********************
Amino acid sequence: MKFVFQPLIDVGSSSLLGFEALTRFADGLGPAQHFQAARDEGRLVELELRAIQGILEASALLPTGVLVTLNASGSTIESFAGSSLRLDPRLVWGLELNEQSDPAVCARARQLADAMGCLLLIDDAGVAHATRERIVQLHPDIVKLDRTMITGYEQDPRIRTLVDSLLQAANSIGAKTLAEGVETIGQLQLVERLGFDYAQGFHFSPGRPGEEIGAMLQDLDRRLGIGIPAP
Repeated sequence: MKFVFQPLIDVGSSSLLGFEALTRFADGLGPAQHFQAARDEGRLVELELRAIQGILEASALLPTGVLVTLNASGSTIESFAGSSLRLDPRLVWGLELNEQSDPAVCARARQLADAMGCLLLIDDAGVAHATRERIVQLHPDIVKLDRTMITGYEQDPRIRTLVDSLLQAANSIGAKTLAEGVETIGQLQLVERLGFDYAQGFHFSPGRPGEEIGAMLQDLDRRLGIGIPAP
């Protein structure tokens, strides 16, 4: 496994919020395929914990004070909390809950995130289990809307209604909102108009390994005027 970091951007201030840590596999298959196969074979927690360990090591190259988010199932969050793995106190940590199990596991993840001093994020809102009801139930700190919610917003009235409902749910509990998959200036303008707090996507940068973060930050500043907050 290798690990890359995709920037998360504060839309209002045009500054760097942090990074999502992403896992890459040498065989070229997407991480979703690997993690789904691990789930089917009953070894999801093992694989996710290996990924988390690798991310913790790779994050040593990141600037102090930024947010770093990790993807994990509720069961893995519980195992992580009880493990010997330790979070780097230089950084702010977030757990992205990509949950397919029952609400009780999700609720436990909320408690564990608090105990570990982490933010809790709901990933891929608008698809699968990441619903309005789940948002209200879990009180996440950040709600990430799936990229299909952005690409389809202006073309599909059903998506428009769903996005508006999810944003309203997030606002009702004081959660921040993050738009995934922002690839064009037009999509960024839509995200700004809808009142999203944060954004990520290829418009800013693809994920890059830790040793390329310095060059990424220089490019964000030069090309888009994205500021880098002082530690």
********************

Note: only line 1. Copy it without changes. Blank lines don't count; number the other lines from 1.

Amino acid sequence: MKFVFQPLIDVGSSSLLGFEALTRFADGLGPAQHFQAARDEGRLVELELRAIQGILEASALLPTGVLVTLNASGSTIESFAGSSLRLDPRLVWGLELNEQSDPAVCARARQLADAMGCLLLIDDAGVAHATRERIVQLHPDIVKLDRTMITGYEQDPRIRTLVDSLLQAANSIGAKTLAEGVETIGQLQLVERLGFDYAQGFHFSPGRPGEEIGAMLQDLDRRLGIGIPAP